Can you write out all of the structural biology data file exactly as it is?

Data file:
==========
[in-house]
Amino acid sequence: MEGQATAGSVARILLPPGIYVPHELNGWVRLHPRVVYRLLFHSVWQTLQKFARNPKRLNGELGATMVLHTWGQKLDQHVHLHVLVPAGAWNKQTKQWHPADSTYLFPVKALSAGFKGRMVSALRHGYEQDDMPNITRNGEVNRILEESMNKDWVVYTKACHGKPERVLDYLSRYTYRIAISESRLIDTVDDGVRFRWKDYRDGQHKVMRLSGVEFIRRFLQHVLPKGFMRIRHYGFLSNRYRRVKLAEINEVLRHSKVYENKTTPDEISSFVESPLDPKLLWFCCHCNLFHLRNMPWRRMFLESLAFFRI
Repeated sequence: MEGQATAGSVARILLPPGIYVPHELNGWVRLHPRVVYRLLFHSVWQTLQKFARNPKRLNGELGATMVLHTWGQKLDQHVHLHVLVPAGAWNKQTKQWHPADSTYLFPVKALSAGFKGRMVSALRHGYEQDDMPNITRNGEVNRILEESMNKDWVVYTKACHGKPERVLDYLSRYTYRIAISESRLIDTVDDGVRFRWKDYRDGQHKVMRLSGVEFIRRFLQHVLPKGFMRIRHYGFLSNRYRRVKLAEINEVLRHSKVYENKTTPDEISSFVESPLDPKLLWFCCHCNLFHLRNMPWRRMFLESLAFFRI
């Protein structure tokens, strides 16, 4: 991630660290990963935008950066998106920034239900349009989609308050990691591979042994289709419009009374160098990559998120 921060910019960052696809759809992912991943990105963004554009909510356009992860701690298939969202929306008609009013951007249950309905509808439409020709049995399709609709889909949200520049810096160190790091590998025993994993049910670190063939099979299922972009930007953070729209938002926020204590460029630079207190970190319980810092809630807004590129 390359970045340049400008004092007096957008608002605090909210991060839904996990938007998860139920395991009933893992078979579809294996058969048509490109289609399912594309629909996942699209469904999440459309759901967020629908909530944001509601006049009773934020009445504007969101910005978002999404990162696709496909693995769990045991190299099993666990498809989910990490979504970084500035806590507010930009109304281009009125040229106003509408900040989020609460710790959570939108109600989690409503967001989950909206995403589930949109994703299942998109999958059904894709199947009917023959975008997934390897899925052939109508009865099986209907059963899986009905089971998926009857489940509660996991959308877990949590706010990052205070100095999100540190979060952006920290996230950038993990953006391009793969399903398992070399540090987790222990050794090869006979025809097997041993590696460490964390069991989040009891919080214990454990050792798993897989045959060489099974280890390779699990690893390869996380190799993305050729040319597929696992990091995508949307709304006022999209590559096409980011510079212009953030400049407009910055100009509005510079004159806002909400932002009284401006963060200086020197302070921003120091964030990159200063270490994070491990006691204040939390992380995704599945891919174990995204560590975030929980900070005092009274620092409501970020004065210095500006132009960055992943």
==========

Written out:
[in-house]
Amino acid sequence: MEGQATAGSVARILLPPGIYVPHELNGWVRLHPRVVYRLLFHSVWQTLQKFARNPKRLNGELGATMVLHTWGQKLDQHVHLHVLVPAGAWNKQTKQWHPADSTYLFPVKALSAGFKGRMVSALRHGYEQDDMPNITRNGEVNRILEESMNKDWVVYTKACHGKPERVLDYLSRYTYRIAISESRLIDTVDDGVRFRWKDYRDGQHKVMRLSGVEFIRRFLQHVLPKGFMRIRHYGFLSNRYRRVKLAEINEVLRHSKVYENKTTPDEISSFVESPLDPKLLWFCCHCNLFHLRNMPWRRMFLESLAFFRI
Repeated sequence: MEGQATAGSVARILLPPGIYVPHELNGWVRLHPRVVYRLLFHSVWQTLQKFARNPKRLNGELGATMVLHTWGQKLDQHVHLHVLVPAGAWNKQTKQWHPADSTYLFPVKALSAGFKGRMVSALRHGYEQDDMPNITRNGEVNRILEESMNKDWVVYTKACHGKPERVLDYLSRYTYRIAISESRLIDTVDDGVRFRWKDYRDGQHKVMRLSGVEFIRRFLQHVLPKGFMRIRHYGFLSNRYRRVKLAEINEVLRHSKVYENKTTPDEISSFVESPLDPKLLWFCCHCNLFHLRNMPWRRMFLESLAFFRI
């Protein structure tokens, strides 16, 4: 991630660290990963935008950066998106920034239900349009989609308050990691591979042994289709419009009374160098990559998120 921060910019960052696809759809992912991943990105963004554009909510356009992860701690298939969202929306008609009013951007249950309905509808439409020709049995399709609709889909949200520049810096160190790091590998025993994993049910670190063939099979299922972009930007953070729209938002926020204590460029630079207190970190319980810092809630807004590129 390359970045340049400008004092007096957008608002605090909210991060839904996990938007998860139920395991009933893992078979579809294996058969048509490109289609399912594309629909996942699209469904999440459309759901967020629908909530944001509601006049009773934020009445504007969101910005978002999404990162696709496909693995769990045991190299099993666990498809989910990490979504970084500035806590507010930009109304281009009125040229106003509408900040989020609460710790959570939108109600989690409503967001989950909206995403589930949109994703299942998109999958059904894709199947009917023959975008997934390897899925052939109508009865099986209907059963899986009905089971998926009857489940509660996991959308877990949590706010990052205070100095999100540190979060952006920290996230950038993990953006391009793969399903398992070399540090987790222990050794090869006979025809097997041993590696460490964390069991989040009891919080214990454990050792798993897989045959060489099974280890390779699990690893390869996380190799993305050729040319597929696992990091995508949307709304006022999209590559096409980011510079212009953030400049407009910055100009509005510079004159806002909400932002009284401006963060200086020197302070921003120091964030990159200063270490994070491990006691204040939390992380995704599945891919174990995204560590975030929980900070005092009274620092409501970020004065210095500006132009960055992943």